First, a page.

Nothing has gone the Stars’ way in what was supposed to be a Cup-contending season. With so many injuries and many pending free agents, becoming a seller could be their best strategy.
We should’ve seen it coming, really. The Dallas Stars were a seriously flawed hockey club. But their strengths were just so intoxicating.
They blitzed the NHL with 3.23 goals per game last season, topping all 29 other teams, even the potent Washington Capitals and Pittsburgh Penguins. Dallas boasted the league’s best tandem of elite scorers in Jamie Benn and Tyler Seguin. Defenseman John Klingberg broke out with a 58-point sophomore year and finished sixth in Norris Trophy voting. The Stars won the hotly contested Central Division with 109 points, finished with the NHL’s second-best record and came within one victory of the Western Conference final.
So we can forgive ourselves for being so jazzed about their 2016-17 potential that we picked them to reach the Stanley Cup final. This team was as fun as any in hockey last year. In reality, though, it had some holes and chose not to address them in the off-season.
The first was goaltending, of course. Kari Lehtonen and Antti Niemi, the infamous $10.4-million tandem, ranked 38th (.906) and 40th (.905) among the NHL’s 44 qualified leaders in save percentage. The Stars as a team ranked 24th out of 30 teams in SP at .904. Lehtonen and Niemi were inconsistent throughout the playoffs, and while each had his moments, they wilted in Game 7 of the Central Division final against St. Louis and ultimately cost Dallas the series. I spoke at length with Stars GM Jim Nill over the summer, and he was convinced his goalies deserved another shot. He shot down rumors of a Ben Bishop or Marc-Andre Fleury acquisition. To briefly revisit that interview:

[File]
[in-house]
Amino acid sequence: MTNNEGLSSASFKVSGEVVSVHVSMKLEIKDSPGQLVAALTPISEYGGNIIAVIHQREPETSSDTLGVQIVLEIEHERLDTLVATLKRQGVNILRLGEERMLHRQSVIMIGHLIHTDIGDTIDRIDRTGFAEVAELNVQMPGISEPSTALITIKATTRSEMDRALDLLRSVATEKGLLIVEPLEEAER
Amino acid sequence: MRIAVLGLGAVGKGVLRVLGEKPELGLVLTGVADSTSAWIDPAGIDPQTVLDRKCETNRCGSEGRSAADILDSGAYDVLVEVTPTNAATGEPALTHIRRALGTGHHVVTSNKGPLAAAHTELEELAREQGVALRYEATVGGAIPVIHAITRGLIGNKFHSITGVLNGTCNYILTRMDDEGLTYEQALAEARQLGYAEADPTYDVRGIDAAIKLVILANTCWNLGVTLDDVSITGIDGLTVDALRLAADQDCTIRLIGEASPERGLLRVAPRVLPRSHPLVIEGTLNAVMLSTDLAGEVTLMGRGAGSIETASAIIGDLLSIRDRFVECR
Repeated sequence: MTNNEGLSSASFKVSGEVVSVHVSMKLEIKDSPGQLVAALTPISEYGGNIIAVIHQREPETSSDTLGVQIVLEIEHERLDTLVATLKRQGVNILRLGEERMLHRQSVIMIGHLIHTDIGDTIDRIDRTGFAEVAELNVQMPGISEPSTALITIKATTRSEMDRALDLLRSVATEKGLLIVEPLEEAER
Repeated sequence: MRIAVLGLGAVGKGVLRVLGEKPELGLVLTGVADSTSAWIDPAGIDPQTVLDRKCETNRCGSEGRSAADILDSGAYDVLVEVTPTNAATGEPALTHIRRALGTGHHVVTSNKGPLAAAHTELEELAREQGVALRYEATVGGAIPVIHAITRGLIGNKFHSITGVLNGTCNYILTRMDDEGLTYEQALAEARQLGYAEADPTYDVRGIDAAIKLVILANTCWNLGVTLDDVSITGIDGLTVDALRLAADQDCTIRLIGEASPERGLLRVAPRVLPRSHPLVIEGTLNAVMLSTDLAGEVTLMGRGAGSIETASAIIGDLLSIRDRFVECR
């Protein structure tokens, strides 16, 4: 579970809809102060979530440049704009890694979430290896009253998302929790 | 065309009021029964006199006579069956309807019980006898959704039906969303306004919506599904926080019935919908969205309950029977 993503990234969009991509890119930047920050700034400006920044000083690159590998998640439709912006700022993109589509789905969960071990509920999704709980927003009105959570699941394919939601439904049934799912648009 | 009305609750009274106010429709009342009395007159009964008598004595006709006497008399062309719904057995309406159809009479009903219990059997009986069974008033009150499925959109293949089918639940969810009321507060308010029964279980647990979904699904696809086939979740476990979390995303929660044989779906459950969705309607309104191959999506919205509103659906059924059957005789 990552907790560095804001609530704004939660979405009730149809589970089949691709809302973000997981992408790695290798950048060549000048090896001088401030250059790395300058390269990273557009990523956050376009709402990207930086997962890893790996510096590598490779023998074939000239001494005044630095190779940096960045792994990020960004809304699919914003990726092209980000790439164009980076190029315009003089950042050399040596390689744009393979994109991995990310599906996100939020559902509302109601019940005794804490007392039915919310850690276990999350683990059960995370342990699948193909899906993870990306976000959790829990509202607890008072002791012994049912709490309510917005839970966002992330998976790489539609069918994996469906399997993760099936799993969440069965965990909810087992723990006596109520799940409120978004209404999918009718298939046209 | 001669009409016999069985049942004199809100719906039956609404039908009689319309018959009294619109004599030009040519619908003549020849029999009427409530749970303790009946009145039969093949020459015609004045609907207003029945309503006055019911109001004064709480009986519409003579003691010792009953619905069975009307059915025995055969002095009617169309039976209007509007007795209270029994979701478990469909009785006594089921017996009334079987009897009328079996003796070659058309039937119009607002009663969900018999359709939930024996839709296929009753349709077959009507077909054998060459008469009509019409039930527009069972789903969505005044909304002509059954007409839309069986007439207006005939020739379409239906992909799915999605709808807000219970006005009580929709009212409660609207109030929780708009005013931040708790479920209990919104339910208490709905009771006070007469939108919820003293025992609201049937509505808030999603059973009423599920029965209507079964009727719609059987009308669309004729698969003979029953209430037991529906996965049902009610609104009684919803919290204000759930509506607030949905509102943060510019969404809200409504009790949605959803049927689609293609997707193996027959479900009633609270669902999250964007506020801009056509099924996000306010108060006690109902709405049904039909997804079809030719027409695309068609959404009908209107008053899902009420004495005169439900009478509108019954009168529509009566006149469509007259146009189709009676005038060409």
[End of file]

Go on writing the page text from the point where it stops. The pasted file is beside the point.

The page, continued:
“Right now we’ve got two goalies that came in and, say what you want, but they got 50 wins for us and we got second overall in the league, so something had to go right.
"Unfortunately, all anybody’s really remembering is our last game of the year against St. Louis. Nobody remembers the game before that where Kari stood on his head to get us into Game 7. There were definitely times in the season where they would’ve liked some games back. But that’s kind of on our whole team. Every team goes through that. I really think they’re going to be better this year. It was kind of a feeling-out process last year, and now they’ve both settled in. We’re status quo, and they’ve got the ability to be better than last year, which I hope turns into even more wins for us next year."